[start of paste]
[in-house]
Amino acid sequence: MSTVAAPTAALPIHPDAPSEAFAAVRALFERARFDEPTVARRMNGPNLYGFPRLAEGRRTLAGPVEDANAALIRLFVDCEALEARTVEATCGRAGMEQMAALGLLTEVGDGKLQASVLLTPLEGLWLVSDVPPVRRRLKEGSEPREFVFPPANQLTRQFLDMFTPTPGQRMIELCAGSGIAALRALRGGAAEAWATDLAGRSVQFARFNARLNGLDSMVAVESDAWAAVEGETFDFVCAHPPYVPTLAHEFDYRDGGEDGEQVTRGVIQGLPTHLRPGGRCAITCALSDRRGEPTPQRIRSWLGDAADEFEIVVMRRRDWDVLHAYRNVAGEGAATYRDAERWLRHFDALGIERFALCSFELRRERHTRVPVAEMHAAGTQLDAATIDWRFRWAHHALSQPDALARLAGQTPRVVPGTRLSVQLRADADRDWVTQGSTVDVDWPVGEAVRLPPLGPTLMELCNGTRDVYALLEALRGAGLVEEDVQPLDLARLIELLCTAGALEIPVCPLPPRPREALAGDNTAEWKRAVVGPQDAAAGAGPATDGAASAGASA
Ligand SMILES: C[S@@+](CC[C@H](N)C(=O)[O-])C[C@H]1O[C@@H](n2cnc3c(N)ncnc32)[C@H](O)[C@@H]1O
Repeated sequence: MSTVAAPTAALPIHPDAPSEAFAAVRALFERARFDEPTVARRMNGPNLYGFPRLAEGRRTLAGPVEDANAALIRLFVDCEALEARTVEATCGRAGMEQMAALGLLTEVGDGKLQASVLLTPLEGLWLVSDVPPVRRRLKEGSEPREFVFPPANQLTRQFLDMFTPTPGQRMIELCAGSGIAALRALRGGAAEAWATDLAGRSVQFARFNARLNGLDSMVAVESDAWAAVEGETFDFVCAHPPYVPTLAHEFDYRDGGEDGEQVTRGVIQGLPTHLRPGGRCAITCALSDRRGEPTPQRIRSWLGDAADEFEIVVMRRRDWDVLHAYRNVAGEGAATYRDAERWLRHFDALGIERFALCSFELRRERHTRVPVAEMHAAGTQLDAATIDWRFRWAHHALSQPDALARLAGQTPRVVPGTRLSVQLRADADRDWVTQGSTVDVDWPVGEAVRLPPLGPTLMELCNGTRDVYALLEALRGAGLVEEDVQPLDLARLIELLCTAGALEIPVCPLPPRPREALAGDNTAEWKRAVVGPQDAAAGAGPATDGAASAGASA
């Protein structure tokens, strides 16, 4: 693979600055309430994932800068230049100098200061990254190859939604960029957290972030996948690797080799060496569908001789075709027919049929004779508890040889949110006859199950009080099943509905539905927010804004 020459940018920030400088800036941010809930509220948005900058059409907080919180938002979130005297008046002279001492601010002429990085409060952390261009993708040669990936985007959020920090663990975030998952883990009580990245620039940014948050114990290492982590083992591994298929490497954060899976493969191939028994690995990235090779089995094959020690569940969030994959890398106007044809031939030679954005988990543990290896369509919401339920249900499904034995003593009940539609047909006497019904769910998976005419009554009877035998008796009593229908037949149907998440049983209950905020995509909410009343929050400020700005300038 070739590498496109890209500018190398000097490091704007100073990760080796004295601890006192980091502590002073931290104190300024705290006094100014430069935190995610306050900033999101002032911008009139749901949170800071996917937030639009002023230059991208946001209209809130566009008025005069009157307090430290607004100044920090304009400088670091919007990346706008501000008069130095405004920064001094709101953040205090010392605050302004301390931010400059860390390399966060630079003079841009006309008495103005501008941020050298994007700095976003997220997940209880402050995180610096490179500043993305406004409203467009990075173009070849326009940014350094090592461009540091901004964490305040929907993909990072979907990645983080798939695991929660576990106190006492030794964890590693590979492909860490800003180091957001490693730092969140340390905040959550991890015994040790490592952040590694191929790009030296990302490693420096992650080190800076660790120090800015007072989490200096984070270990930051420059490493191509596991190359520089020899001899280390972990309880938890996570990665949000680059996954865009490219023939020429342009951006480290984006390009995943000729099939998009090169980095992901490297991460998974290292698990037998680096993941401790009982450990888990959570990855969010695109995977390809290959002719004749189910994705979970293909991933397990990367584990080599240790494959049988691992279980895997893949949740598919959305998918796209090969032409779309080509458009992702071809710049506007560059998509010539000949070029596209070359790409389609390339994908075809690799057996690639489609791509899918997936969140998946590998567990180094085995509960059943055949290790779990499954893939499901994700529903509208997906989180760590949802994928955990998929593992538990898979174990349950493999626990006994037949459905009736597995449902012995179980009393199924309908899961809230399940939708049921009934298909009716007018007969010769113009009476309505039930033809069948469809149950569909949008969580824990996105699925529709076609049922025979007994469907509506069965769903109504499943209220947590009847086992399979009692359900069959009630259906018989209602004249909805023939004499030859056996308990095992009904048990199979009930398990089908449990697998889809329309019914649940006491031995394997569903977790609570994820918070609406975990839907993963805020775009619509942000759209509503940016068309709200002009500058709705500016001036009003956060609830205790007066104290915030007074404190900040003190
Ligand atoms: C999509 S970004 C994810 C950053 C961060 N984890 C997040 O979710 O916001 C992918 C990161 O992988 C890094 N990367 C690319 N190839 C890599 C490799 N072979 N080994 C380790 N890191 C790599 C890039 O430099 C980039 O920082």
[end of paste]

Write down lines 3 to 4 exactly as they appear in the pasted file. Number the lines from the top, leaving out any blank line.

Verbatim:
Ligand SMILES: C[S@@+](CC[C@H](N)C(=O)[O-])C[C@H]1O[C@@H](n2cnc3c(N)ncnc32)[C@H](O)[C@@H]1O
Repeated sequence: MSTVAAPTAALPIHPDAPSEAFAAVRALFERARFDEPTVARRMNGPNLYGFPRLAEGRRTLAGPVEDANAALIRLFVDCEALEARTVEATCGRAGMEQMAALGLLTEVGDGKLQASVLLTPLEGLWLVSDVPPVRRRLKEGSEPREFVFPPANQLTRQFLDMFTPTPGQRMIELCAGSGIAALRALRGGAAEAWATDLAGRSVQFARFNARLNGLDSMVAVESDAWAAVEGETFDFVCAHPPYVPTLAHEFDYRDGGEDGEQVTRGVIQGLPTHLRPGGRCAITCALSDRRGEPTPQRIRSWLGDAADEFEIVVMRRRDWDVLHAYRNVAGEGAATYRDAERWLRHFDALGIERFALCSFELRRERHTRVPVAEMHAAGTQLDAATIDWRFRWAHHALSQPDALARLAGQTPRVVPGTRLSVQLRADADRDWVTQGSTVDVDWPVGEAVRLPPLGPTLMELCNGTRDVYALLEALRGAGLVEEDVQPLDLARLIELLCTAGALEIPVCPLPPRPREALAGDNTAEWKRAVVGPQDAAAGAGPATDGAASAGASA